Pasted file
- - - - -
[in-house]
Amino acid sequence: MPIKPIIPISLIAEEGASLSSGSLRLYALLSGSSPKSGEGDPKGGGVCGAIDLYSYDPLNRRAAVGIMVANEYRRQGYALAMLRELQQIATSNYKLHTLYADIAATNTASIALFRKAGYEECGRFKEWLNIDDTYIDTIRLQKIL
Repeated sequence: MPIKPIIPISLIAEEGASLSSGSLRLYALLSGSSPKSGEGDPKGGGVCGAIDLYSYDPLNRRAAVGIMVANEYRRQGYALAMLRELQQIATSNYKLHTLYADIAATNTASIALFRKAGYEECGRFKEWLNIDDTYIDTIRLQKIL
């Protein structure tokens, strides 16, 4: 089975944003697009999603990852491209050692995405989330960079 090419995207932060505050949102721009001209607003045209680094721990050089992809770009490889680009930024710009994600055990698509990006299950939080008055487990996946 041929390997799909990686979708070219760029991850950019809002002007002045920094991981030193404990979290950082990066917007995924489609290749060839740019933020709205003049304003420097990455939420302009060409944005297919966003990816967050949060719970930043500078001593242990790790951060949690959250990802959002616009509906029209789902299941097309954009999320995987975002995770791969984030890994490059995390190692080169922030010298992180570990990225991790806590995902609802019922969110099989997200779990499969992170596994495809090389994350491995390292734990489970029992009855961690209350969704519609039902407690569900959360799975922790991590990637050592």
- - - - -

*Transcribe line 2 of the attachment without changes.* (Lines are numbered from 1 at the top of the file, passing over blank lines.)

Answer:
Amino acid sequence: MPIKPIIPISLIAEEGASLSSGSLRLYALLSGSSPKSGEGDPKGGGVCGAIDLYSYDPLNRRAAVGIMVANEYRRQGYALAMLRELQQIATSNYKLHTLYADIAATNTASIALFRKAGYEECGRFKEWLNIDDTYIDTIRLQKIL